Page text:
It’s TED Talk Thursday on 350orbust, and I’m reposting this talk from TEDx Austin 2011. I’m presenting about GMO/GE foods at a regional diabetes conference this week, and as part of my preparation I listened to Ms. O’Brien’s talk again. Her journey from Wall Street executive to food activist is worth listening to more than once:
Hope you are enjoying a relaxing long weekend Friday, as we are. One of the topics that has come up while we relax and sip our morning tea is the plans for our garden this summer. Besides just talking about it, my husband, also spent time this morning tending to his basil seedlings and babying the green pepper plants that he brought indoors in fall, which are amazing all of us by blossoming and setting fruit. Here they are:
In case you need some inspiration to start planning your garden – whether it’s in pots on your balcony or on half an acre, here’s a video narrated by one of my eco-heroes, Dr. Vandana Shiva, about how planting a garden can change the world:
“The most ecological choice for food is also the most ethical choice for food whether we’re talking about brussel sprouts or foie gras. And it’s almost always – I haven’t found evidence of this being otherwise – the most delicious choice.”
It’s TED Talk Tuesday on 350orbust. Louise Fresco is a former UN director, a contributor to think tanks and an advisor to academies in Europe and the United States. The TED website describes her this way:
A powerful thinker and globe-trotting advisor on sustainability, Louise Fresco says it’s time to think of food as a topic of social and economic importance on par with oil — that responsible agriculture and food consumption are crucial to world stability.
In this TED Talk from 2009, Ms. Fresco:
argues that a smart approach to large-scale, industrial farming and food production will feed our planet’s incoming population of nine billion. Only foods like (the scorned) supermarket white bread, she says, will nourish on a global scale.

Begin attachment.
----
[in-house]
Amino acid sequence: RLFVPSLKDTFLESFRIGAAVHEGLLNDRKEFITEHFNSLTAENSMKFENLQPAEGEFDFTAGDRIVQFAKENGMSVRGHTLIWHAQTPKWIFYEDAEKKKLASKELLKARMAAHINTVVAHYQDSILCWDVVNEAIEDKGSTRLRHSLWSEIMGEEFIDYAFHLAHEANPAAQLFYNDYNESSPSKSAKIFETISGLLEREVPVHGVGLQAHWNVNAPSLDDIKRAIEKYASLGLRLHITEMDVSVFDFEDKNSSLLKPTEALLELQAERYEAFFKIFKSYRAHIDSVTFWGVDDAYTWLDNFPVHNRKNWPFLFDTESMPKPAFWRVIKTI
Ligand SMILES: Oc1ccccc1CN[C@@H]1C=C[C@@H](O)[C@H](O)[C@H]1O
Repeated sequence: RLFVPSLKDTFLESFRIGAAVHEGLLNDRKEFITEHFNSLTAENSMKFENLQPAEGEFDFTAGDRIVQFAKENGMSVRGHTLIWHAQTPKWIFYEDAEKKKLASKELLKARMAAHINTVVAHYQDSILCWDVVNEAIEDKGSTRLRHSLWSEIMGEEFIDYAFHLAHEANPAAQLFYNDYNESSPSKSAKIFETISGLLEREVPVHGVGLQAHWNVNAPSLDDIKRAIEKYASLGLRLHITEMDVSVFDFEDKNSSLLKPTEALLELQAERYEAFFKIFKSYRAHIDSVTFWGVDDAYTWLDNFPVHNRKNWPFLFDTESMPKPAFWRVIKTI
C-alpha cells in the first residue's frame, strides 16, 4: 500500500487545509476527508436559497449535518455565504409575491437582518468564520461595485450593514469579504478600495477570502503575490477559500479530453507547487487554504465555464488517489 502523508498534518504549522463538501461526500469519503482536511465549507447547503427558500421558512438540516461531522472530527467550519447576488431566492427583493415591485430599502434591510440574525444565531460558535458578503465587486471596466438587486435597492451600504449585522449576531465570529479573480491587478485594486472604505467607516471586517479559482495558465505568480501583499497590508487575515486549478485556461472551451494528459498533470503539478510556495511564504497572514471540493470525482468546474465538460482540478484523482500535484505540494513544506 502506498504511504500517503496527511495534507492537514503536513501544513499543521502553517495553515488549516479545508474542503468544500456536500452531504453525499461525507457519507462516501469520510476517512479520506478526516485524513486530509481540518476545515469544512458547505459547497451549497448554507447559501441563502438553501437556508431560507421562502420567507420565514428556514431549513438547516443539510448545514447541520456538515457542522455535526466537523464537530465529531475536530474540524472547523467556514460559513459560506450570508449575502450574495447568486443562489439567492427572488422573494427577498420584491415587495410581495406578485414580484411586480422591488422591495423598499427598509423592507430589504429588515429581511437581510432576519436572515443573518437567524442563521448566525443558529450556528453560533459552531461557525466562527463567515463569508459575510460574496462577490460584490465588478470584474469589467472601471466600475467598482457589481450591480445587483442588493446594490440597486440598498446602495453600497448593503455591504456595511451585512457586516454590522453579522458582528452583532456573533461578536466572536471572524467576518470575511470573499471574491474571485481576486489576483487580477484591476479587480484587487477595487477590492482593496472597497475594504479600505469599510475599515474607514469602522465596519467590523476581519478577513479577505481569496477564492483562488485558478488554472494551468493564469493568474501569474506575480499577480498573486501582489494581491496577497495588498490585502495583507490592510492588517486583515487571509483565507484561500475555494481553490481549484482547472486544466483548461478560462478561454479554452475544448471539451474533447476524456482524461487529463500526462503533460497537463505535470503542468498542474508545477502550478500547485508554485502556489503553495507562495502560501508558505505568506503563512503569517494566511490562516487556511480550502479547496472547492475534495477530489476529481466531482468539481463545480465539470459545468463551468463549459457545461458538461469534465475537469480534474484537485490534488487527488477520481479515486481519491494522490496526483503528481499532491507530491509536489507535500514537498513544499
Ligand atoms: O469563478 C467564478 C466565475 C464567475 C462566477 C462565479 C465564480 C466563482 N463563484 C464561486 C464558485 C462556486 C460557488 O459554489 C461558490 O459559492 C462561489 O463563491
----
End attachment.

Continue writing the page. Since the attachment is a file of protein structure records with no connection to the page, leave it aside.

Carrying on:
Okay, maybe we don’t need to worry about zombies but we should certainly consider future food shortages, not to mention the pesticide-laced food and genetically modified food (GMO) we are already exposed to on every trip to the grocery store. Today is World Food Day, and while I write this I’ve got a batch of Green Tomato Pasta Sauce bubbling away on my stove. It was a bumper tomato harvest this year, and we’ve already put away jars of salsa, both mild and medium, as well as more conventional red tomato spaghetti sauce. Also preserved in our pantry are: canned carrots (processed using our new pressure canner), pickles, dozens of jam and jelly jars, yellow and green beans, and chicken broth. Our freezer contains some swiss chard (see below), which was a bit fussy to process but I’m sure will be delicious in January, as well as rhubarb, and strawberries waiting to be made into delicious fruit crisps in the dead of winter. Here’s some photos that show the chard’s transformation from garden to freezer (I followed the great instructions found on The Art of Doing Stuff blog).
If you haven’t started to preserve your own food, or food that you’ve picked up at a local farmer’s market, I would encourage you to start – and if you can join forces with a friend, so much the better! Some community organizations and churches have started to offer help with preserving – check around to see if this is available in your community. As George Monbiot wrote yesterday about the impacts of climate-change-related extreme weather events and food:
...This summer the UK and the US seem to have found themselves on opposite sides of stuck meanders, and harvests in both countries were savaged by opposing extremes of weather.
This is where we stand with just 0.8 degrees of global warming and a 30% loss of summer sea ice. Picture a world with 2, 4 or 6 degrees of warming and a pole without ice, and you get some idea of what could be coming.